In addition, anarchism also is gaining influence among the young in the Philippines with their "effective" method of "rebelling against all the authority" and propagating that the "only authority is yourself". This is very attractive to the young especially in the era of decomposition "eveyman for himself". Some anarchist boast this as "revolutionary individualism". Then their "method" of "going to the masses" is forming singing bands, concert, preaching vegetarianism and cooking food in the poor communities. The organization "Food not bombs" attracted many young people (even children!) because of this free food in slum communities.

Of course Jamal and Fred would certainly react that "That's not what we mean to be like the leftists!". I know that.....and I believe that your point is not that the ICC will act like a leftist.....

Then back to my question.....ANY SUGGESTION? Is there an easier way other than transmitting the lessons in the past to the workers in a deep and comprehensive theoretical elaboration of the workers experience for more than 200 years?
 

baboon
How can we help?

I think that there's a thin line between wishful thinking and despair, between optimism and pessimism. Fred ends the thread "How you can help the ICC" with a list of those apparantly lost to this website (and revolutionary politics?) which is sobering and gives pause for reflection. These elements have gone, possibly never to return - and this is not unrelated to attacks on the ICC and the weakness of the milieu in general, but I agree with Proletarian Day above in that we, outside the ICC, have to ask what we can do to help.

I think that at the beginnings of the ICC there was a great overestimation of the idea that the working class was ready for revollution and that this revolution was just around the corner. I don't think that the ICC was activist - there were clear activist elements that split under various guises - it had to take part in the struggles that were going on but I do think that there was a certain overestimation of the potential. The idea in the ICC that we were "running out of time" nearly forty years ago contributed I think to this overestimation. 

Next Thursday the unions in Britain have organised a one-day strike in protest against the attacks - attacks in the most part that they have agreed to and help implement. There appears little movement for this strike and it looks to be more of a case of the unions "doing something". Talk in the media about "further curbs on the right to strike" are not a coincidence. There have been nationwide demonstrations organised by the unions in Australia recently where the workers have suffered similar attacks to those in Britain. Very small numbers of workers turned out. In the main manufacturing of Melbourne just 20,000 and the unions didn't even bother to put a speaker up. In Adelaide where tens of thousands of jobs are going at GM, just 5000 demonstrators and in Sydney with its nearly 5 million population, a march of ten thousand. Barely a thousand in other major towns which must say something not only for the effects of the weight of the attacks on the workers but how they perceive the role of the unions.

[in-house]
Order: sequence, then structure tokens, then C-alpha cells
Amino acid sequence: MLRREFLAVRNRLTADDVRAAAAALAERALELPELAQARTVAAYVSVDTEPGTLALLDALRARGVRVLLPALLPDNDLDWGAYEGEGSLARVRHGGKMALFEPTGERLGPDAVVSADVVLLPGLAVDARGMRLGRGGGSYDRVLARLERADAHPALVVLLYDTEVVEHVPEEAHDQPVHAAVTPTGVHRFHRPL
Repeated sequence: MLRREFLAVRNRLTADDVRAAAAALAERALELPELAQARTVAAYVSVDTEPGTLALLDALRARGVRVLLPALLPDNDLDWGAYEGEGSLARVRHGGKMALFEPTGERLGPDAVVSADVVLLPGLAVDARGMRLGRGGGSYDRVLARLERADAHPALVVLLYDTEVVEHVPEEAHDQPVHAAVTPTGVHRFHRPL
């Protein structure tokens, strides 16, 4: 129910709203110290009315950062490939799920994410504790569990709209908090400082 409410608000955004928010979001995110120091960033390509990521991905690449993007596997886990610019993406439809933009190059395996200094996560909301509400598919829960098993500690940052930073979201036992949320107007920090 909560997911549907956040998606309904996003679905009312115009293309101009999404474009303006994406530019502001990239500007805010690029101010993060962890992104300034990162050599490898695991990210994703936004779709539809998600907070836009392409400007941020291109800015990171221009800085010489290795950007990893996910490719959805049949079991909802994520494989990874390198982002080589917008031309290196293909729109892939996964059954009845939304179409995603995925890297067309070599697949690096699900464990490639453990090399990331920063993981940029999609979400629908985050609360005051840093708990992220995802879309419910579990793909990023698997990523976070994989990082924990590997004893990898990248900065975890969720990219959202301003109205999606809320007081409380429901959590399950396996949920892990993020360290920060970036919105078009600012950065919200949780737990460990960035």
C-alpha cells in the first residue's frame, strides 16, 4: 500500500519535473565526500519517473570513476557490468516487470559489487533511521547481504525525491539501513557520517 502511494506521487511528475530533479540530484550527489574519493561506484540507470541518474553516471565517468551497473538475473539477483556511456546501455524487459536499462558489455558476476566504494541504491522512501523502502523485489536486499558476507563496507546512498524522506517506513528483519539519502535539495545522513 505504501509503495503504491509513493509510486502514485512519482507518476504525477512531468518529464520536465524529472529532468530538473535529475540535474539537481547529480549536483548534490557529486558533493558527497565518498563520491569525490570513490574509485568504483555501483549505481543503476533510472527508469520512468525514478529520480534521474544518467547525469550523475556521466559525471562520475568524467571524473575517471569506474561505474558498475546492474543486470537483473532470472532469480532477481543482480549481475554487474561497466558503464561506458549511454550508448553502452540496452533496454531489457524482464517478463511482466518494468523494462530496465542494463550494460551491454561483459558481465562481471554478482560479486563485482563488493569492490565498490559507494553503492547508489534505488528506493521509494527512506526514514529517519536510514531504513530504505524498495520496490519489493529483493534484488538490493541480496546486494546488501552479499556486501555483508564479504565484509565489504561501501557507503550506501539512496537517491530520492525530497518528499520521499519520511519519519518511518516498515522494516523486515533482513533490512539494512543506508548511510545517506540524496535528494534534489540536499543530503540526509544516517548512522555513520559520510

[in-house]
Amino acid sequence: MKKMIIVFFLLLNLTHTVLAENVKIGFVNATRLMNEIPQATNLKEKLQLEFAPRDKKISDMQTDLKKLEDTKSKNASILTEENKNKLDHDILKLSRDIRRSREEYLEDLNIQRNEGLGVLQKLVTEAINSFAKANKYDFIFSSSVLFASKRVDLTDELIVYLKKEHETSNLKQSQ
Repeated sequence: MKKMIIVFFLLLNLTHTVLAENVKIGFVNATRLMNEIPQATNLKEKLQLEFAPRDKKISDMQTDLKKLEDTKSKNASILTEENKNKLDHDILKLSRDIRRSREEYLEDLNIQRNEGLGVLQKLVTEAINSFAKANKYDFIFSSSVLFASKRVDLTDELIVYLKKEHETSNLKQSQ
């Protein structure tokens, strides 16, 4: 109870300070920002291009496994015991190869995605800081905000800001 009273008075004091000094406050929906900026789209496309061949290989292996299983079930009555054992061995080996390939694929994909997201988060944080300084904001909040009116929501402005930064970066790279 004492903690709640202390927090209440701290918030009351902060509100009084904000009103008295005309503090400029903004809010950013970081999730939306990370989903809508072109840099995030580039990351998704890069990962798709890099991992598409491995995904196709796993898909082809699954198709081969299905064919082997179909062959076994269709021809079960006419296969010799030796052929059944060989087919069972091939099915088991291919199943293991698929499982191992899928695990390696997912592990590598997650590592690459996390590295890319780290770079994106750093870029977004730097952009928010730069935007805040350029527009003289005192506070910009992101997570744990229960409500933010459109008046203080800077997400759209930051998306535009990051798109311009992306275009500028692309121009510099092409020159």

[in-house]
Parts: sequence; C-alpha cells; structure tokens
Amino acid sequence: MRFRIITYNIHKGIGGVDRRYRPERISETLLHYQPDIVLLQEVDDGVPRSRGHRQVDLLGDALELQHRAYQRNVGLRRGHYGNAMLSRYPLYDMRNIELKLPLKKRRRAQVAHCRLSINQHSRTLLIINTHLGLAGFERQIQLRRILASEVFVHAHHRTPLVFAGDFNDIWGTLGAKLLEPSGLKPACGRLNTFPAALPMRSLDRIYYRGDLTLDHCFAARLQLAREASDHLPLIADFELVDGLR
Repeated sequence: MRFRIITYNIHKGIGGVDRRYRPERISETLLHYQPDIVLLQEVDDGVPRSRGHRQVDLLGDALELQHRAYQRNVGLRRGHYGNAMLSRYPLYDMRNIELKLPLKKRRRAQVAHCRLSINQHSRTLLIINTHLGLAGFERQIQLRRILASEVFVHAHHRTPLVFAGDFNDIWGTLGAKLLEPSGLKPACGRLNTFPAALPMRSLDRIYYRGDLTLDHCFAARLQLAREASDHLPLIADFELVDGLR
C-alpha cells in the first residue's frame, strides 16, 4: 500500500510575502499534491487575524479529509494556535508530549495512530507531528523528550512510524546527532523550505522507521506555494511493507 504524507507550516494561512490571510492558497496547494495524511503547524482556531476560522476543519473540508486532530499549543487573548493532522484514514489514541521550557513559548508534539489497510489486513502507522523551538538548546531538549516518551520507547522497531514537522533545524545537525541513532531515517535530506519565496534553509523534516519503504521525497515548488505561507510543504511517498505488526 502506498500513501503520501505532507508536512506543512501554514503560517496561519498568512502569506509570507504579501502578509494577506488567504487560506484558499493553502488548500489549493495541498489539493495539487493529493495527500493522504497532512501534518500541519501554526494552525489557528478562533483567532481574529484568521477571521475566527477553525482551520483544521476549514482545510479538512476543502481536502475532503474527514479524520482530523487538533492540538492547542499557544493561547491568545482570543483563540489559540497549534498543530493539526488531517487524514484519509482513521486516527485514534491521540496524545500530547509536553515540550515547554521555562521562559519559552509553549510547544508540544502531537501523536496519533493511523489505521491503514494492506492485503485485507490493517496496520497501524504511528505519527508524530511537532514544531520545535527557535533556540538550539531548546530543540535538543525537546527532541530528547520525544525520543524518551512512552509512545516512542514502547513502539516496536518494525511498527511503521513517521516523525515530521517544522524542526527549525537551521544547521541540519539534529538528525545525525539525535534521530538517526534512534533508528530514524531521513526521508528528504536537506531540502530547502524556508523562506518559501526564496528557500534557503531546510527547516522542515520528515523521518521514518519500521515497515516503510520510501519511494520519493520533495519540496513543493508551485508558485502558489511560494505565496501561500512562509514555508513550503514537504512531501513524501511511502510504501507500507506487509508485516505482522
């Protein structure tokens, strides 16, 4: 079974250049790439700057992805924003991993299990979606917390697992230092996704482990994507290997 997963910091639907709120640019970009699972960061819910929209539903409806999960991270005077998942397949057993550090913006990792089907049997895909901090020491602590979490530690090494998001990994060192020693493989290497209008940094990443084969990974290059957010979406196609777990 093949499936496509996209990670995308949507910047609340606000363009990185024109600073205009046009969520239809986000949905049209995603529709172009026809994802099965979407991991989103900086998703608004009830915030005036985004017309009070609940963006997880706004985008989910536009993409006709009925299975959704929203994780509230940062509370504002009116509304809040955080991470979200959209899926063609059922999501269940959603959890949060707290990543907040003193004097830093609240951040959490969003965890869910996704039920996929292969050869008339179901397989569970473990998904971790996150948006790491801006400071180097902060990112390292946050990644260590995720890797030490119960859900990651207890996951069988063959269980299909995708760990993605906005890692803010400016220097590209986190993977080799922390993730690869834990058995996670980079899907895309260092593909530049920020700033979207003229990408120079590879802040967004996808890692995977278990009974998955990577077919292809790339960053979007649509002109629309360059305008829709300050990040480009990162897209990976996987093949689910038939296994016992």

LL makes a good point about the "process" of the class struggle and if there is no process going on then the role of revolutionary elements has to be to consolodate and maintain the lessons of the past. And, within the context of an intelligent bourgeoisie which applies more so to the heartlands but exists throughout, Proletarian Day is right that leftism is well-entrenched to give the lessons of marxism back to the working class in easily digestible and populist forms. And it's got nothing to do with the ability to read and being "well-read". On the libcom website are apparantly radical, extremely well-read and articulate people that call themselves "revolutionaries" but who beaver away in the unions and blatantly deny the reality of the world around them and call anyone who dares to describe that world in terms of a proletarian perspective as "a sect".